Critical components needed for language development in infants

According to (Kail 39), phonology is one of the most important components a human infant must figure out in order to use language. Basically phonology is the meticulous use of sound to predetermine the connotation of speech in any human language thus it acts as a subfield in linguistics that is associated with the sound coordination of languages.

Phonology depicts how different sounds work in a given language or in different languages to code meaning into spoken words (Deacon 11). A human infant also needs syntax which is the principles and rules that govern the sentence structure of any natural language which will help them construct coherent sentences (Ladygina-Kohts & de Waal 65).

In addition, Pragmatics is another critical component since it analyses the variations through which context contributes to meaning (Kail 40). Pragmatics helps human beings with the understanding and transmission of meaning through the context of the utterance, status of the speaker and listener, the inferred intent of the speaker as well as the linguistic knowledge of the speaker and listener (Kail 42).

Humans also need semantics which is the understanding of sounds, facial expressions and body language (Flynn 71). Above all, the human infant must figure out vocabulary in order to use language (Paolillo 14).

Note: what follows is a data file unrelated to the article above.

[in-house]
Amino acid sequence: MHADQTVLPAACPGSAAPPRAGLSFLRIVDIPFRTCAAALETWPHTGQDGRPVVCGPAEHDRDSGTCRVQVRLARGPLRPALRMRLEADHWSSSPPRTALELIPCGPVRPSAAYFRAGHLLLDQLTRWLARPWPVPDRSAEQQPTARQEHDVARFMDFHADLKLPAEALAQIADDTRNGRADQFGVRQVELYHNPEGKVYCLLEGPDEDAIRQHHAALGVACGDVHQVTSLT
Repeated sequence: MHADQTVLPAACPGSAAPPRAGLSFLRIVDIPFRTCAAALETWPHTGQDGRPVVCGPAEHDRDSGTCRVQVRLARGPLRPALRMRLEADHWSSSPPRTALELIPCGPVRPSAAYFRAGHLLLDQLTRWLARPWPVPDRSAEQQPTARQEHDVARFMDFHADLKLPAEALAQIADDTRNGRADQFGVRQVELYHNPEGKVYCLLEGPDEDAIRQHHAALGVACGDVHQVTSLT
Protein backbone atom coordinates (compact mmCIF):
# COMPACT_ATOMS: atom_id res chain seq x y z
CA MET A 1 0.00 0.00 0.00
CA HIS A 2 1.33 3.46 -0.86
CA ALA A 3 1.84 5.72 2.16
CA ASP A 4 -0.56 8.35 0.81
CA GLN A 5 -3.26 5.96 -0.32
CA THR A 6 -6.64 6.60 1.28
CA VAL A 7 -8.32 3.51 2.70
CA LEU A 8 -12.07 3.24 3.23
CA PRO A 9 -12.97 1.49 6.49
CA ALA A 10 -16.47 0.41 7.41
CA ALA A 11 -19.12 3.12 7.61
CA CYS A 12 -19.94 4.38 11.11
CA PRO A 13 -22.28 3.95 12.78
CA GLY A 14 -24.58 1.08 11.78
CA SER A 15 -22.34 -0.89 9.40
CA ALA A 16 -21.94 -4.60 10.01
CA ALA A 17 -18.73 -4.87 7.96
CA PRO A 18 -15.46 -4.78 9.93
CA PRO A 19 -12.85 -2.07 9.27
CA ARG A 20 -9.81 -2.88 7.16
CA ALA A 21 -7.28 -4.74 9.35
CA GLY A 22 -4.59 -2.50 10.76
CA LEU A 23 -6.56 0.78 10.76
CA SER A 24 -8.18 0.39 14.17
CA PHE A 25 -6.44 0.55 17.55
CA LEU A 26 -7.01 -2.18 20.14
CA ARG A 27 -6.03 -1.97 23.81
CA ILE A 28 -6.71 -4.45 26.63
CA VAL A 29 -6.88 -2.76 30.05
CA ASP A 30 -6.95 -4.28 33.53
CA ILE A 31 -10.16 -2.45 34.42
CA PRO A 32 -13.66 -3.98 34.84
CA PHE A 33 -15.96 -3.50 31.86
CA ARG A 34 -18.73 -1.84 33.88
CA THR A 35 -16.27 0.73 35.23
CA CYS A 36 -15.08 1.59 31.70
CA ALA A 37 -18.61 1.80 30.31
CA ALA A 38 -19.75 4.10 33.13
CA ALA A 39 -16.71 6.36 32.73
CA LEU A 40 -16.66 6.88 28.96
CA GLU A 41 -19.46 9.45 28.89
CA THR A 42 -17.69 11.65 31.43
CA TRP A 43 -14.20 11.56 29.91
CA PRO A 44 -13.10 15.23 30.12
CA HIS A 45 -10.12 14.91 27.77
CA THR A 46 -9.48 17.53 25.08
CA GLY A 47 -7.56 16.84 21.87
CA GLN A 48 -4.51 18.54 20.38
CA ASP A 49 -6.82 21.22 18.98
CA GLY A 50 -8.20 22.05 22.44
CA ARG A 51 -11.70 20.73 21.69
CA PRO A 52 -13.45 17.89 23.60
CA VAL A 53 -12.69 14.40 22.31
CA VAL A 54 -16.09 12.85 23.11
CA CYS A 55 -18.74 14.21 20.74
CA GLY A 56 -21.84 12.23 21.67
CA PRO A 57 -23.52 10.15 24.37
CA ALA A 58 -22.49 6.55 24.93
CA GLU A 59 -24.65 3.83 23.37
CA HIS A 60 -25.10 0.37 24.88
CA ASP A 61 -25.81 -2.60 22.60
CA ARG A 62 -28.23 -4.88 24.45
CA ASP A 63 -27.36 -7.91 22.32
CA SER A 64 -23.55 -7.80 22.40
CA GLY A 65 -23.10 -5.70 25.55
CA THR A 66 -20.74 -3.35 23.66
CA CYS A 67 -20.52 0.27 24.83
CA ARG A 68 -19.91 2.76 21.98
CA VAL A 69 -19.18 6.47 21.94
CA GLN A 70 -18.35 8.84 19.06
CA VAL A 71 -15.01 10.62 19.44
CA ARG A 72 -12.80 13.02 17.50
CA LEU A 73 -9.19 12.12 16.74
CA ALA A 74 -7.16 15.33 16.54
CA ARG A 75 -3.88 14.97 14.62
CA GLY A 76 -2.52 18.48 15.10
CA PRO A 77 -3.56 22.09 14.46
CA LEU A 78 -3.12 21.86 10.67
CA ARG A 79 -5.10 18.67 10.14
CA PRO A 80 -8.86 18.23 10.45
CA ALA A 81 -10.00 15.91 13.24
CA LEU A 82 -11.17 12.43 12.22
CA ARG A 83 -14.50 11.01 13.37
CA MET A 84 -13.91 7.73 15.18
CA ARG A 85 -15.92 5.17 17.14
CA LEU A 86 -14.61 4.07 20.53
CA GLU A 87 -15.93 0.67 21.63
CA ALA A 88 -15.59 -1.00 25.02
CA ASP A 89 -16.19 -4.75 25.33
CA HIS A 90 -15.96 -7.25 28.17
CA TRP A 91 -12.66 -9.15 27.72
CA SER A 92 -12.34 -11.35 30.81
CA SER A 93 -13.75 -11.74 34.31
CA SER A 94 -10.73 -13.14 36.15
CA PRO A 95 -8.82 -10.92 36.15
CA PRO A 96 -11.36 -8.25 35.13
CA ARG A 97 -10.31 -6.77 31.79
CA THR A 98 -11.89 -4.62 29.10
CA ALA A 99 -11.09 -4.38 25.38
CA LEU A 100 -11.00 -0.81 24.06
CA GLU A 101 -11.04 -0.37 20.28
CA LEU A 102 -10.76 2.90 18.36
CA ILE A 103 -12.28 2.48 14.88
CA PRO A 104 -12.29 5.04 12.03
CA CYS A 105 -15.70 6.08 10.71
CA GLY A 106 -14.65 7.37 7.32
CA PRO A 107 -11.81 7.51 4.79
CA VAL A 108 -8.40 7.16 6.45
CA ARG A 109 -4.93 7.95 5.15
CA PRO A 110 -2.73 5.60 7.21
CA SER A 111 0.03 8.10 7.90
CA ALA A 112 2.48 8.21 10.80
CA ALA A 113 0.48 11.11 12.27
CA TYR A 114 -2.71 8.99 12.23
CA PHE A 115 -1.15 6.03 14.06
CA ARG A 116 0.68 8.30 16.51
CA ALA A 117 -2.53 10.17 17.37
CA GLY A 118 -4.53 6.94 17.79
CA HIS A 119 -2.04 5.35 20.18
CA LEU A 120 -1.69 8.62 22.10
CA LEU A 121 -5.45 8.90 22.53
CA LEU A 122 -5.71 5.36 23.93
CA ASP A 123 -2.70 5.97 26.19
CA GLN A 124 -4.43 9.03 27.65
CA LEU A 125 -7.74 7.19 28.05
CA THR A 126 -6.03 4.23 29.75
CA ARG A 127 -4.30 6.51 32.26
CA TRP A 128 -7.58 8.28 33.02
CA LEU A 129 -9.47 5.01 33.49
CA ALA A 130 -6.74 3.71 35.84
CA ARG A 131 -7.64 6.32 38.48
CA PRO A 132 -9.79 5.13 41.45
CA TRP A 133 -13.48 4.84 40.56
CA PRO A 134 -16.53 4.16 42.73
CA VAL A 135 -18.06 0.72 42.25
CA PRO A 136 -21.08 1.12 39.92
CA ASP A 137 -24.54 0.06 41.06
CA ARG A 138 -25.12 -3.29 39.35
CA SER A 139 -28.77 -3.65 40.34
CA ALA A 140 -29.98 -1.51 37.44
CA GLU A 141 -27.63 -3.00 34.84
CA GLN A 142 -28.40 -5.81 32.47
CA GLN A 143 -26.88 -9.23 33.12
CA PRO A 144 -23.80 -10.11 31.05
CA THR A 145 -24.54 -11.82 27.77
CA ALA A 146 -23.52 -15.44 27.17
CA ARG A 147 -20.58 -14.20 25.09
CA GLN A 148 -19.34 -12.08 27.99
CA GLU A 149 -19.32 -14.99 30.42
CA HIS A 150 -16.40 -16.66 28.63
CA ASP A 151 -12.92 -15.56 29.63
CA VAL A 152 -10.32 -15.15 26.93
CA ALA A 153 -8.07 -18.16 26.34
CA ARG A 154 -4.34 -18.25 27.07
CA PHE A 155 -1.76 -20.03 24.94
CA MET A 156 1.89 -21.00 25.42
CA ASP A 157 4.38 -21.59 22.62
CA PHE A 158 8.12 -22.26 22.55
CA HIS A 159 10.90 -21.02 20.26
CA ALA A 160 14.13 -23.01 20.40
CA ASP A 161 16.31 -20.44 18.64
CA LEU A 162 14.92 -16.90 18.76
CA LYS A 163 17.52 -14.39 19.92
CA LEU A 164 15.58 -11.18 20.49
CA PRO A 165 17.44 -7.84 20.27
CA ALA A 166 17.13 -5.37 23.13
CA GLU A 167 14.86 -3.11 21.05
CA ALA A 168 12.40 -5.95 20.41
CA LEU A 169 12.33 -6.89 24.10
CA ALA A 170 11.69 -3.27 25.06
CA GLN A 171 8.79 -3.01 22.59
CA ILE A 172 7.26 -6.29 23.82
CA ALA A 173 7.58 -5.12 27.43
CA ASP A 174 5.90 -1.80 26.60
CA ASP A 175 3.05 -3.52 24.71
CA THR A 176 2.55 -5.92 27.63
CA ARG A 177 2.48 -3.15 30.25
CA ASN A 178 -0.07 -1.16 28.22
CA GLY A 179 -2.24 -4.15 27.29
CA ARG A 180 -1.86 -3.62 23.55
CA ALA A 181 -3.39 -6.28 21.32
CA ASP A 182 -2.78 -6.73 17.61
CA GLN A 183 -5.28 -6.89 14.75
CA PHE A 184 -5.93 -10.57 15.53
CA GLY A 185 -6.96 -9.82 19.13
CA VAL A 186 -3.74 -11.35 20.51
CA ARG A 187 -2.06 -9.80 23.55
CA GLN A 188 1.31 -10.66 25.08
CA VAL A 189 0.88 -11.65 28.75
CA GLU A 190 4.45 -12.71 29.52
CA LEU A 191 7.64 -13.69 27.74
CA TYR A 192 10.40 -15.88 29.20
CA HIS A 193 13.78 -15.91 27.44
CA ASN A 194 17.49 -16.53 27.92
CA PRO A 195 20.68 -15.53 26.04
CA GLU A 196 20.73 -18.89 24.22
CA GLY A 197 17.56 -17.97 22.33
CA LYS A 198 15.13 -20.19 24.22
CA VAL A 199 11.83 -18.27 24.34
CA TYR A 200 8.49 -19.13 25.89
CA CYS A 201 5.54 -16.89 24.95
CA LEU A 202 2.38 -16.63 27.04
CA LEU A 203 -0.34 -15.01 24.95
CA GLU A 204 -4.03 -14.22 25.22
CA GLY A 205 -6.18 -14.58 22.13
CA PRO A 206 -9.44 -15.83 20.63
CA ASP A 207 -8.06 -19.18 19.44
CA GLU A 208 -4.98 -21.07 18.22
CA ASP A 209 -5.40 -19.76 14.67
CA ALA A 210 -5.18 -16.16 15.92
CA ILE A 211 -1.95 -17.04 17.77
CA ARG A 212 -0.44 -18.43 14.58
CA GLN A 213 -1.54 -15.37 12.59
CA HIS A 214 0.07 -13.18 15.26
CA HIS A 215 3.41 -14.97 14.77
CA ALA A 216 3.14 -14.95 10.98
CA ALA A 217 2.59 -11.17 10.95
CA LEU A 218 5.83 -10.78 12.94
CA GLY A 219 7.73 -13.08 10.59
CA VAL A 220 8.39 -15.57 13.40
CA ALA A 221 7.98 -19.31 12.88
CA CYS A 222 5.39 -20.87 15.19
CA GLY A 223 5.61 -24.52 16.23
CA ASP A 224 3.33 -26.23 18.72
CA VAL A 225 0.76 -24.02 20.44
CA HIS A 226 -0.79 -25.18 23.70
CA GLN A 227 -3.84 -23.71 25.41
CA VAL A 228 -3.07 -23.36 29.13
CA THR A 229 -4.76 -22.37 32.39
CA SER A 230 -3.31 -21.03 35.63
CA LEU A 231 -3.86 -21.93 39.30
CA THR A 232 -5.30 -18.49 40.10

Vocabulary is the set of words which are common in a particular language (Kail 42). A person’s vocabulary generally matures and progresses with time hence it acts as a valuable and elementary implement for communication and attaining knowledge (Flynn 71).

Some animals such as the African Grey Parrots have the ability to mimic human language and some show simple forms of intelligence like differentiating colors through speech (Kail 44). Animals also show syntax application since animals of the same species are able to communicate effectively though they lack the other components needed for language development.

Conclusion